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Suet Yi LEUNG

Associate Dean (Research), Li Ka Shing Faculty of Medicine, the University of Hong Kong, Hong Kong

Prof. Leung's research interests are focused on the molecular genetics and genomics of gastric and colorectal cancers. Her team has performed comprehensive molecular profiling and integrative genomics studies on large series of gastric and colorectal cancers using next-generation sequencing, expression microarray, DNA SNP genotyping array and methylation array. Their study revealed the complex genomic landscape of gastric cancer and first identified many new gastric cancer driver genes. Examples include frequent mutation of ARID1A, a chromatic remodeling gene, in gastric cancers with MSI or EBV, and hotspot mutation of RHOA in diffuse type gastric cancer. Integative genomics analysis has also identified many novel gastric driver genes altered by DNA copy number changes, DNA hypermethylation or demethylation with corresponding change in gene expression. Their study of gene expression have revealed novel modules reflecting intrinsic properties of tumour and normal cells, tumour-stroma interaction, host immune response and pathways of stem cell regulation. This information have led to the identification of new tumour suppressor genes frequently silenced in gastrointestinal cancers, genes that can modify tumour aggressive behaviour and patient outcome, and genes that contribute to maintenance of stem cell niche.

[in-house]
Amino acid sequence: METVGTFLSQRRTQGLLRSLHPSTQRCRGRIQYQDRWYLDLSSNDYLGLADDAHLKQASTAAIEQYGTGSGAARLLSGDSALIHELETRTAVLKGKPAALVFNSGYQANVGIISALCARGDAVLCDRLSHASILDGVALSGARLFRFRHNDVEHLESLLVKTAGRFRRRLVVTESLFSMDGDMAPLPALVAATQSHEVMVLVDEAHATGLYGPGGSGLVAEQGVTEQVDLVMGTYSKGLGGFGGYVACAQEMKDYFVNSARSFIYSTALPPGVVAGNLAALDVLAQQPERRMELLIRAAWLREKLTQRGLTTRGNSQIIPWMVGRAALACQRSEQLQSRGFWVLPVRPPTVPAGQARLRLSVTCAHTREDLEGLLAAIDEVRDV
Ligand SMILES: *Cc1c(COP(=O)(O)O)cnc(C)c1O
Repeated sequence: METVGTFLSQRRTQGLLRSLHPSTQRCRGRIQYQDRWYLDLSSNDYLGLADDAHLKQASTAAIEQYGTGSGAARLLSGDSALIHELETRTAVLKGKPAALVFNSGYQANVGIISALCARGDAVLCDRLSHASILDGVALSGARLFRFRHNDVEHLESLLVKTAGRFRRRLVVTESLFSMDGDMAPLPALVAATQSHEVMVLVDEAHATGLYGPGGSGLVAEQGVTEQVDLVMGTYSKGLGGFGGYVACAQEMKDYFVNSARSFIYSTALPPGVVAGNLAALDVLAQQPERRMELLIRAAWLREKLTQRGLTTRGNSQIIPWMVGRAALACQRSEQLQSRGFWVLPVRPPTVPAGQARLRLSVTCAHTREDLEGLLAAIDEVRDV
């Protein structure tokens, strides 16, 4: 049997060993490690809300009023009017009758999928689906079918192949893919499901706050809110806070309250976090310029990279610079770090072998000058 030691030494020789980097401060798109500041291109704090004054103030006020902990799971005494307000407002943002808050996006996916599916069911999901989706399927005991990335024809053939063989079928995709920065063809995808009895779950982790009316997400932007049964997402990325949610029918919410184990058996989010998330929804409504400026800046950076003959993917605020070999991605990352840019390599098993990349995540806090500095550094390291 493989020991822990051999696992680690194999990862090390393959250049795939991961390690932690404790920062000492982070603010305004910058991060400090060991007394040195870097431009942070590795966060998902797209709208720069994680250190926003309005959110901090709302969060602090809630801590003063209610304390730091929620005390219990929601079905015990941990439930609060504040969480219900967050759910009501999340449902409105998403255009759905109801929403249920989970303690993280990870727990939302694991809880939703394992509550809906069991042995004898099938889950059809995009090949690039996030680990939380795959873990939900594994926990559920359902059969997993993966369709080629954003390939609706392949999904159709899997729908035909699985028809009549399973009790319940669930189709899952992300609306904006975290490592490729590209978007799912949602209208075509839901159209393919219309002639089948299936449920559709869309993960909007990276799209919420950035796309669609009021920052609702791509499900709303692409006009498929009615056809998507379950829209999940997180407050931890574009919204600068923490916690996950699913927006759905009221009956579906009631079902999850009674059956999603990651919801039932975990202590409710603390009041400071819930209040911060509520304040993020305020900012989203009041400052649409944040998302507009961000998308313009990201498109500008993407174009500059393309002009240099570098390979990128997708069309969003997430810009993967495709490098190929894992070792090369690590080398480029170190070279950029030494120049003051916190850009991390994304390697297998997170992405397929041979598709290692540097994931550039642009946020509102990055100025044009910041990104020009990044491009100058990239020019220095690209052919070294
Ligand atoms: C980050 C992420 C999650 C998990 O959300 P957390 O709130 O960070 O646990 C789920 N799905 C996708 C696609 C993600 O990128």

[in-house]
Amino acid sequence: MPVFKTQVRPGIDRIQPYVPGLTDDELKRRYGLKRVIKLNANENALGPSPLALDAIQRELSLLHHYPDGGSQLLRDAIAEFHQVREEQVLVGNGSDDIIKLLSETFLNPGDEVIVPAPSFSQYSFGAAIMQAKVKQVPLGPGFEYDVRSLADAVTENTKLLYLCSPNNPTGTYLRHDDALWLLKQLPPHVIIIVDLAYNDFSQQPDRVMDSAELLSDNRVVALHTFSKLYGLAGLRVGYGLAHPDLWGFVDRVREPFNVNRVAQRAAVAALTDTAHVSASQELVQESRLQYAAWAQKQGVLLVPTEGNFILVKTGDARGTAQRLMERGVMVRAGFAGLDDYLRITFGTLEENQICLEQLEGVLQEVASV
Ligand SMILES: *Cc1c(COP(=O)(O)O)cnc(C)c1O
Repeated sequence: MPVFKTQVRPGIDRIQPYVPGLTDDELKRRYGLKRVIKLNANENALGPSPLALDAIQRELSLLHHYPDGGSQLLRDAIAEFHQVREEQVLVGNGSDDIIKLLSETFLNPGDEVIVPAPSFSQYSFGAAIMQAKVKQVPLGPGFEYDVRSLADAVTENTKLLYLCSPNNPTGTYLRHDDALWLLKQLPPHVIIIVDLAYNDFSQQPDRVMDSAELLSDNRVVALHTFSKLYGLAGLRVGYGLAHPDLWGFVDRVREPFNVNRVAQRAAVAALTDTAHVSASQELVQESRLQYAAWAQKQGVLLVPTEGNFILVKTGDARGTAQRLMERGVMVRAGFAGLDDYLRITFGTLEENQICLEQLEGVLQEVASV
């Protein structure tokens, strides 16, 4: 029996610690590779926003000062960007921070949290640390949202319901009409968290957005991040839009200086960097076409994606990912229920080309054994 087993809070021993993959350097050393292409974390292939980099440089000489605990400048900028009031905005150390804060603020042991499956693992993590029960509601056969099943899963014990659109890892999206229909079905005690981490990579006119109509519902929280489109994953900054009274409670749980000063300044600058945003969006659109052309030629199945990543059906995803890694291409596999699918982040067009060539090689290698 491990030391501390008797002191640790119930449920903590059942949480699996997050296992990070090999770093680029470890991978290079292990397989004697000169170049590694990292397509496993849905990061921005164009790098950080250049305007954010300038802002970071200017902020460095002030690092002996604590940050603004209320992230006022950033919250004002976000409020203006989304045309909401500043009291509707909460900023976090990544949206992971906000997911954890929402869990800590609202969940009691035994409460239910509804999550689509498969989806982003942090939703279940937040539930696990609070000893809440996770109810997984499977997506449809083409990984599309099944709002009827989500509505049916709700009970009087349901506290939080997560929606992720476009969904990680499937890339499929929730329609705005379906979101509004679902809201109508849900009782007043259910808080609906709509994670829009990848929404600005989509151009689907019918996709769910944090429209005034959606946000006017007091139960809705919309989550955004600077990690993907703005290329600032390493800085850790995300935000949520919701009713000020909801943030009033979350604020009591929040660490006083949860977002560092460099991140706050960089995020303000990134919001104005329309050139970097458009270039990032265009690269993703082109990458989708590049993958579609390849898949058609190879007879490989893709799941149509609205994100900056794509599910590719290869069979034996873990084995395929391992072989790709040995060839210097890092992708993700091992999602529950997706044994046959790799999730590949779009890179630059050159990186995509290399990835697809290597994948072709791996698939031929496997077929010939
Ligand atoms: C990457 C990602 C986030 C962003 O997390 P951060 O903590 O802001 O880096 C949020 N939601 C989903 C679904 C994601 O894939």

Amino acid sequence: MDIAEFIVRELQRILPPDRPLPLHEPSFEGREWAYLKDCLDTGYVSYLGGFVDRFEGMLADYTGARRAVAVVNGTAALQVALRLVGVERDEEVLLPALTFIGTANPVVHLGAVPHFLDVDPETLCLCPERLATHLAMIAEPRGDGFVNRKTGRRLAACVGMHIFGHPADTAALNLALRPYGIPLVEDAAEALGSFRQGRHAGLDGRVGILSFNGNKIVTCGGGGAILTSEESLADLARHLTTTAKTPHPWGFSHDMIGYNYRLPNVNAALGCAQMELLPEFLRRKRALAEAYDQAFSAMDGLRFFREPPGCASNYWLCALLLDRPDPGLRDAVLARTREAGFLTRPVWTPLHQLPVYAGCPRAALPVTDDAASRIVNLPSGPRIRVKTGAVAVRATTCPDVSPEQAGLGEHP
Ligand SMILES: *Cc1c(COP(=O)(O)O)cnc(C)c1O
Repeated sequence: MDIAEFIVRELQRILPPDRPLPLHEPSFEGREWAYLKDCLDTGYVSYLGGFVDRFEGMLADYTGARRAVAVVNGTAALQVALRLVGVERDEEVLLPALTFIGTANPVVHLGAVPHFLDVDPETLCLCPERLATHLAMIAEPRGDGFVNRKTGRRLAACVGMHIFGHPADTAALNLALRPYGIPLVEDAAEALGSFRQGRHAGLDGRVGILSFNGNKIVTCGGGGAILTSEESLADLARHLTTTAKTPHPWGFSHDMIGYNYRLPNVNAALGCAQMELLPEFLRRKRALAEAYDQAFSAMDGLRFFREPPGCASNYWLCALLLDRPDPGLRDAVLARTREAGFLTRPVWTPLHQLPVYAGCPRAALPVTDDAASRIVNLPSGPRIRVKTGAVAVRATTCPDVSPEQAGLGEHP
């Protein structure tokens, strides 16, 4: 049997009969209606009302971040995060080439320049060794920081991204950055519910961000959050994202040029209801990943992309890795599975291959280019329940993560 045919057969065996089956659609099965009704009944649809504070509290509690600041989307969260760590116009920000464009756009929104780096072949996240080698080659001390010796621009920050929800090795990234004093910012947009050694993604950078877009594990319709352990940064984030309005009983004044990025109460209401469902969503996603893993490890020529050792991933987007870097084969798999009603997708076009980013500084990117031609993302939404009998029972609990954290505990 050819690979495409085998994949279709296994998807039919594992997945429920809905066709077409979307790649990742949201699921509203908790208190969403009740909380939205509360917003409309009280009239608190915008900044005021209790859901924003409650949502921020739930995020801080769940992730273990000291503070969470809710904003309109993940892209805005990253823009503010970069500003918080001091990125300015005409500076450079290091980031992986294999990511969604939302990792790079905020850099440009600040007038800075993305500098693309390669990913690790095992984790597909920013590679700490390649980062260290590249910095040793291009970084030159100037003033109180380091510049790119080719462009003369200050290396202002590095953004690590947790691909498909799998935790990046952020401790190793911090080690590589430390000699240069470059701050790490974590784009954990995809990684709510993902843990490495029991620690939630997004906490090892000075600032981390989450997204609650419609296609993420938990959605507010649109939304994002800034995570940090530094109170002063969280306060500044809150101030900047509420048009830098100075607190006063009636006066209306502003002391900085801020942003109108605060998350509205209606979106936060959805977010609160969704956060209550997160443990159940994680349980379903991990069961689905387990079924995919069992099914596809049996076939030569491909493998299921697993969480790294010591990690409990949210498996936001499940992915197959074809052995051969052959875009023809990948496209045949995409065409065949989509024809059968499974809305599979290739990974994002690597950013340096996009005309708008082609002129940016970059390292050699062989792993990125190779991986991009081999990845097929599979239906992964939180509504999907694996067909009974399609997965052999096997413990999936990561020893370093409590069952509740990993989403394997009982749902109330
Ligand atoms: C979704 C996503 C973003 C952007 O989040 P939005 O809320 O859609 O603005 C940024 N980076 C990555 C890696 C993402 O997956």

Her team has extensively characterized the genetic basis for the exceptionally high incidence of early-onset colorectal cancer (CRC) in Hong Kong. They have uncovered the mutation spectrum of germline DNA mismatch repair gene, and revealed a founder mutation that is common in the Southern Chinese population which originated between 22 and 103 generations ago. They have described the first example of heritable germline methylation of MSH2 gene promoter as a cause of hereditary colon cancer, and uncovered a novel mechanism of methylation induction and gene silencing through abrogation of transcriptional termination signal in an upstream neighbouring gene named EPCAM (TACSTD1). These findings have resulted in incorporation of EPCAM deletion into the standard genetic diagnosis protocol for Lynch Syndrome worldwide. Her laboratory is now applying the research findings to patient care, by providing a charitable genetic diagnosis service including genetic testing and referral for prophylactic screening for early-onset or familial colorectal cancer patients and their families. They have also studied in depth the role of the BRAF mutation in colorectal cancers, and discovered an interesting relationship between the BRAF mutation and various pathways of colorectal carcinogenesis.

The long term goal of her laboratory is to utilise genomics technology to identify novel pathways of carcinogenesis and hereditary predisposition for colorectal and gastric cancers, and to identify biomarkers for early detection, patient stratification, prognostication or drug targets.